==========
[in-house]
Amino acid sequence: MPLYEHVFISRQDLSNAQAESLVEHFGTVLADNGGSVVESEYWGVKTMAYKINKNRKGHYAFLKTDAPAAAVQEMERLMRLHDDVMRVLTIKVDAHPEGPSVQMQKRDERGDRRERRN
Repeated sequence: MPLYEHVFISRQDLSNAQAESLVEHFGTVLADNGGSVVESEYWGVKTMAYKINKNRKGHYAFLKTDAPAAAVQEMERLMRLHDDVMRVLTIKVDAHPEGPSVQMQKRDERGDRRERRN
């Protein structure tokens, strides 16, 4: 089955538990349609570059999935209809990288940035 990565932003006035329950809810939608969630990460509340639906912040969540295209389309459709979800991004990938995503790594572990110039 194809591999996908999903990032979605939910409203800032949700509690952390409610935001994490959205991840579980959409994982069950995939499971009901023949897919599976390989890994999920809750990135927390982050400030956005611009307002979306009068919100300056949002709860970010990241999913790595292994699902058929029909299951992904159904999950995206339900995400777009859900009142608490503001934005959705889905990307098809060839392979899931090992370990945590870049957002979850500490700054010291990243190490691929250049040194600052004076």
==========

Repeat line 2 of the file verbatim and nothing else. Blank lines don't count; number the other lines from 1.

Amino acid sequence: MPLYEHVFISRQDLSNAQAESLVEHFGTVLADNGGSVVESEYWGVKTMAYKINKNRKGHYAFLKTDAPAAAVQEMERLMRLHDDVMRVLTIKVDAHPEGPSVQMQKRDERGDRRERRN